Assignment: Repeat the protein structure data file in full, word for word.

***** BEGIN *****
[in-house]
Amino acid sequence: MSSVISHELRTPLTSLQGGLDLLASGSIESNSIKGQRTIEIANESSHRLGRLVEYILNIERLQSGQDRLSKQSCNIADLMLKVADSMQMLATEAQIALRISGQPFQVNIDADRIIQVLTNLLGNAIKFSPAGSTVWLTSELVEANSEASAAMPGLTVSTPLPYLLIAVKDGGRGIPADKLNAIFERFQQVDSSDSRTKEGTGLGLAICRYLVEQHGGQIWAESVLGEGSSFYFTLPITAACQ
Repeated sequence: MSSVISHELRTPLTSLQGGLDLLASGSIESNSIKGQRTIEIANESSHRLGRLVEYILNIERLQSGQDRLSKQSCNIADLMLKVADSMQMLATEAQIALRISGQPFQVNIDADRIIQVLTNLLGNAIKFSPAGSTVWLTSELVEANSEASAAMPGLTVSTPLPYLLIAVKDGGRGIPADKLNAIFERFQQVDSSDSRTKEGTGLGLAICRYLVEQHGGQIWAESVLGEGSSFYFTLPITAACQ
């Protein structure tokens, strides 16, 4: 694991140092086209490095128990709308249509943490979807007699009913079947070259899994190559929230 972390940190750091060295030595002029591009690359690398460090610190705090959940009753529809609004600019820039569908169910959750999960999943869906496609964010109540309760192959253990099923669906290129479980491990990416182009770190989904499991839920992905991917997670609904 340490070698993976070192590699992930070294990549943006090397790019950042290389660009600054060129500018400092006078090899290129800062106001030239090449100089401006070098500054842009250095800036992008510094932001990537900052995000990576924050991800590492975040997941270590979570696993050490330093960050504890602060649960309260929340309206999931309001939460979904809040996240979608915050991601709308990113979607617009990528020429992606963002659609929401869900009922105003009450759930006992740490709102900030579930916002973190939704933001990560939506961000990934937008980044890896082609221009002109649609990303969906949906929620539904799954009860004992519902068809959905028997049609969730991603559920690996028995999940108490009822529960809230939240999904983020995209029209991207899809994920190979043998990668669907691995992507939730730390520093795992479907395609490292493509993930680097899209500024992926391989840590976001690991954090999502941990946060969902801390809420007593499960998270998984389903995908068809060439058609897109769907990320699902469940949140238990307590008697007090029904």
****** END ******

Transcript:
[in-house]
Amino acid sequence: MSSVISHELRTPLTSLQGGLDLLASGSIESNSIKGQRTIEIANESSHRLGRLVEYILNIERLQSGQDRLSKQSCNIADLMLKVADSMQMLATEAQIALRISGQPFQVNIDADRIIQVLTNLLGNAIKFSPAGSTVWLTSELVEANSEASAAMPGLTVSTPLPYLLIAVKDGGRGIPADKLNAIFERFQQVDSSDSRTKEGTGLGLAICRYLVEQHGGQIWAESVLGEGSSFYFTLPITAACQ
Repeated sequence: MSSVISHELRTPLTSLQGGLDLLASGSIESNSIKGQRTIEIANESSHRLGRLVEYILNIERLQSGQDRLSKQSCNIADLMLKVADSMQMLATEAQIALRISGQPFQVNIDADRIIQVLTNLLGNAIKFSPAGSTVWLTSELVEANSEASAAMPGLTVSTPLPYLLIAVKDGGRGIPADKLNAIFERFQQVDSSDSRTKEGTGLGLAICRYLVEQHGGQIWAESVLGEGSSFYFTLPITAACQ
């Protein structure tokens, strides 16, 4: 694991140092086209490095128990709308249509943490979807007699009913079947070259899994190559929230 972390940190750091060295030595002029591009690359690398460090610190705090959940009753529809609004600019820039569908169910959750999960999943869906496609964010109540309760192959253990099923669906290129479980491990990416182009770190989904499991839920992905991917997670609904 340490070698993976070192590699992930070294990549943006090397790019950042290389660009600054060129500018400092006078090899290129800062106001030239090449100089401006070098500054842009250095800036992008510094932001990537900052995000990576924050991800590492975040997941270590979570696993050490330093960050504890602060649960309260929340309206999931309001939460979904809040996240979608915050991601709308990113979607617009990528020429992606963002659609929401869900009922105003009450759930006992740490709102900030579930916002973190939704933001990560939506961000990934937008980044890896082609221009002109649609990303969906949906929620539904799954009860004992519902068809959905028997049609969730991603559920690996028995999940108490009822529960809230939240999904983020995209029209991207899809994920190979043998990668669907691995992507939730730390520093795992479907395609490292493509993930680097899209500024992926391989840590976001690991954090999502941990946060969902801390809420007593499960998270998984389903995908068809060439058609897109769907990320699902469940949140238990307590008697007090029904």